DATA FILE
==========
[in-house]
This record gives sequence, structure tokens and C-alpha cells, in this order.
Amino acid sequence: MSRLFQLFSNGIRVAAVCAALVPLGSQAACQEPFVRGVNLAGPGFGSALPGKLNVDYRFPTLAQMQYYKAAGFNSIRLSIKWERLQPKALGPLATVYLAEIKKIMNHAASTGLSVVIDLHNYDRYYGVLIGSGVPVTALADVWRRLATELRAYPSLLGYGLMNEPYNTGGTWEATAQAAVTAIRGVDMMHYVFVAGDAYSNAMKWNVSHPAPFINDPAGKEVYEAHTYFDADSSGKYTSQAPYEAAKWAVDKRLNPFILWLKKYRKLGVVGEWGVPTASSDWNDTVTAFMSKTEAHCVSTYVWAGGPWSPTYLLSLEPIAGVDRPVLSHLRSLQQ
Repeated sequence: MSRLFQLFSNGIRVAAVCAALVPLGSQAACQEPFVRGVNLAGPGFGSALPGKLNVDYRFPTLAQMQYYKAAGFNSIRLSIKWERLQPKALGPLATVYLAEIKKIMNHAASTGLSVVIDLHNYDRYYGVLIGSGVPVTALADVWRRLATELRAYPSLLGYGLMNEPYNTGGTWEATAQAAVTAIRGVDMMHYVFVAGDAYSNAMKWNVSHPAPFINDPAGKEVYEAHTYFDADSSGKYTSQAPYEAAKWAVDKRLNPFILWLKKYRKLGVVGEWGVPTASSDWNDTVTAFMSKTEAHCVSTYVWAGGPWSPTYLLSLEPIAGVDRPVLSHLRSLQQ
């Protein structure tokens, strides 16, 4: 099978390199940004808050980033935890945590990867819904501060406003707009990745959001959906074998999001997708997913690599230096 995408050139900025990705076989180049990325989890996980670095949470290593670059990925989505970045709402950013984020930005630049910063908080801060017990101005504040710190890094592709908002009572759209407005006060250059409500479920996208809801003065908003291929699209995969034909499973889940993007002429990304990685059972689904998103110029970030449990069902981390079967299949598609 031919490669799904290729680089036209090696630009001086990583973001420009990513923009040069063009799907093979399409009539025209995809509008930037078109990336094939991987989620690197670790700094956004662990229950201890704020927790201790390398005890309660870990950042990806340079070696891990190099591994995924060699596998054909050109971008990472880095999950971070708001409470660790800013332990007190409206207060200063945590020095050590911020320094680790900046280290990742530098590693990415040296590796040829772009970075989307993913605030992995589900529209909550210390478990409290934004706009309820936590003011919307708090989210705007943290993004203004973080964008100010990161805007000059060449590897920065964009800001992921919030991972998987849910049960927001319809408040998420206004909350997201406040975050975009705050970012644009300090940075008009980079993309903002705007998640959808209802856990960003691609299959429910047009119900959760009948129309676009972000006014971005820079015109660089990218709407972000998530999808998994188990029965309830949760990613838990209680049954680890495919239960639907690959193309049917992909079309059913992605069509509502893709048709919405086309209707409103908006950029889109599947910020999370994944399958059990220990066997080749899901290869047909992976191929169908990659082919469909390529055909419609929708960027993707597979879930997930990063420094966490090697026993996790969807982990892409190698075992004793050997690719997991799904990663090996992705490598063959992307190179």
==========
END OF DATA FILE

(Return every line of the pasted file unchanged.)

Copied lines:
[in-house]
This record gives sequence, structure tokens and C-alpha cells, in this order.
Amino acid sequence: MSRLFQLFSNGIRVAAVCAALVPLGSQAACQEPFVRGVNLAGPGFGSALPGKLNVDYRFPTLAQMQYYKAAGFNSIRLSIKWERLQPKALGPLATVYLAEIKKIMNHAASTGLSVVIDLHNYDRYYGVLIGSGVPVTALADVWRRLATELRAYPSLLGYGLMNEPYNTGGTWEATAQAAVTAIRGVDMMHYVFVAGDAYSNAMKWNVSHPAPFINDPAGKEVYEAHTYFDADSSGKYTSQAPYEAAKWAVDKRLNPFILWLKKYRKLGVVGEWGVPTASSDWNDTVTAFMSKTEAHCVSTYVWAGGPWSPTYLLSLEPIAGVDRPVLSHLRSLQQ
Repeated sequence: MSRLFQLFSNGIRVAAVCAALVPLGSQAACQEPFVRGVNLAGPGFGSALPGKLNVDYRFPTLAQMQYYKAAGFNSIRLSIKWERLQPKALGPLATVYLAEIKKIMNHAASTGLSVVIDLHNYDRYYGVLIGSGVPVTALADVWRRLATELRAYPSLLGYGLMNEPYNTGGTWEATAQAAVTAIRGVDMMHYVFVAGDAYSNAMKWNVSHPAPFINDPAGKEVYEAHTYFDADSSGKYTSQAPYEAAKWAVDKRLNPFILWLKKYRKLGVVGEWGVPTASSDWNDTVTAFMSKTEAHCVSTYVWAGGPWSPTYLLSLEPIAGVDRPVLSHLRSLQQ
């Protein structure tokens, strides 16, 4: 099978390199940004808050980033935890945590990867819904501060406003707009990745959001959906074998999001997708997913690599230096 995408050139900025990705076989180049990325989890996980670095949470290593670059990925989505970045709402950013984020930005630049910063908080801060017990101005504040710190890094592709908002009572759209407005006060250059409500479920996208809801003065908003291929699209995969034909499973889940993007002429990304990685059972689904998103110029970030449990069902981390079967299949598609 031919490669799904290729680089036209090696630009001086990583973001420009990513923009040069063009799907093979399409009539025209995809509008930037078109990336094939991987989620690197670790700094956004662990229950201890704020927790201790390398005890309660870990950042990806340079070696891990190099591994995924060699596998054909050109971008990472880095999950971070708001409470660790800013332990007190409206207060200063945590020095050590911020320094680790900046280290990742530098590693990415040296590796040829772009970075989307993913605030992995589900529209909550210390478990409290934004706009309820936590003011919307708090989210705007943290993004203004973080964008100010990161805007000059060449590897920065964009800001992921919030991972998987849910049960927001319809408040998420206004909350997201406040975050975009705050970012644009300090940075008009980079993309903002705007998640959808209802856990960003691609299959429910047009119900959760009948129309676009972000006014971005820079015109660089990218709407972000998530999808998994188990029965309830949760990613838990209680049954680890495919239960639907690959193309049917992909079309059913992605069509509502893709048709919405086309209707409103908006950029889109599947910020999370994944399958059990220990066997080749899901290869047909992976191929169908990659082919469909390529055909419609929708960027993707597979879930997930990063420094966490090697026993996790969807982990892409190698075992004793050997690719997991799904990663090996992705490598063959992307190179």